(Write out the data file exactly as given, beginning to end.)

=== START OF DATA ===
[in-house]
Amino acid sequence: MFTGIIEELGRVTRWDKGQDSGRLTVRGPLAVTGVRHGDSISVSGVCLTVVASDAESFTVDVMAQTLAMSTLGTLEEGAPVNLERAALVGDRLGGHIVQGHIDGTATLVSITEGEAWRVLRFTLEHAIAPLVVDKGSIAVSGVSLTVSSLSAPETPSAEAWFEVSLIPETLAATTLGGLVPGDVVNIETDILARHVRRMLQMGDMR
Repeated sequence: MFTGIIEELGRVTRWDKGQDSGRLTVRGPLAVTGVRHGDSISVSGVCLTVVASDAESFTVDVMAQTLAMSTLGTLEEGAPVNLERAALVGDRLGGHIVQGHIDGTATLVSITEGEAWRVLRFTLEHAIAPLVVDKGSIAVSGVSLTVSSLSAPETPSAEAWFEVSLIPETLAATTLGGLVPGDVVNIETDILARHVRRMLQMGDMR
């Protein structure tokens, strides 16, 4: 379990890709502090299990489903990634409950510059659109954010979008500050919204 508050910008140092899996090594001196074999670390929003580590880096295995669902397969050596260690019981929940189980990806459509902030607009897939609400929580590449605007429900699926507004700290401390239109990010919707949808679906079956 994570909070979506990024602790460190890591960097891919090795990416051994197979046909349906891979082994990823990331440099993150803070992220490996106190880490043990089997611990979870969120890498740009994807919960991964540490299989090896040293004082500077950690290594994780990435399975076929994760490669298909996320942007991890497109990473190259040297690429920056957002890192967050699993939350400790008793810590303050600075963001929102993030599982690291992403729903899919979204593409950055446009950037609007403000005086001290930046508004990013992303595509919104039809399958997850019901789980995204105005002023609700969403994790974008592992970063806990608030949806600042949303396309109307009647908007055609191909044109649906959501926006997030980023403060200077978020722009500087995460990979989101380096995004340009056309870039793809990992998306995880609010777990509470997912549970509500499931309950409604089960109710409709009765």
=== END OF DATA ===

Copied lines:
[in-house]
Amino acid sequence: MFTGIIEELGRVTRWDKGQDSGRLTVRGPLAVTGVRHGDSISVSGVCLTVVASDAESFTVDVMAQTLAMSTLGTLEEGAPVNLERAALVGDRLGGHIVQGHIDGTATLVSITEGEAWRVLRFTLEHAIAPLVVDKGSIAVSGVSLTVSSLSAPETPSAEAWFEVSLIPETLAATTLGGLVPGDVVNIETDILARHVRRMLQMGDMR
Repeated sequence: MFTGIIEELGRVTRWDKGQDSGRLTVRGPLAVTGVRHGDSISVSGVCLTVVASDAESFTVDVMAQTLAMSTLGTLEEGAPVNLERAALVGDRLGGHIVQGHIDGTATLVSITEGEAWRVLRFTLEHAIAPLVVDKGSIAVSGVSLTVSSLSAPETPSAEAWFEVSLIPETLAATTLGGLVPGDVVNIETDILARHVRRMLQMGDMR
């Protein structure tokens, strides 16, 4: 379990890709502090299990489903990634409950510059659109954010979008500050919204 508050910008140092899996090594001196074999670390929003580590880096295995669902397969050596260690019981929940189980990806459509902030607009897939609400929580590449605007429900699926507004700290401390239109990010919707949808679906079956 994570909070979506990024602790460190890591960097891919090795990416051994197979046909349906891979082994990823990331440099993150803070992220490996106190880490043990089997611990979870969120890498740009994807919960991964540490299989090896040293004082500077950690290594994780990435399975076929994760490669298909996320942007991890497109990473190259040297690429920056957002890192967050699993939350400790008793810590303050600075963001929102993030599982690291992403729903899919979204593409950055446009950037609007403000005086001290930046508004990013992303595509919104039809399958997850019901789980995204105005002023609700969403994790974008592992970063806990608030949806600042949303396309109307009647908007055609191909044109649906959501926006997030980023403060200077978020722009500087995460990979989101380096995004340009056309870039793809990992998306995880609010777990509470997912549970509500499931309950409604089960109710409709009765």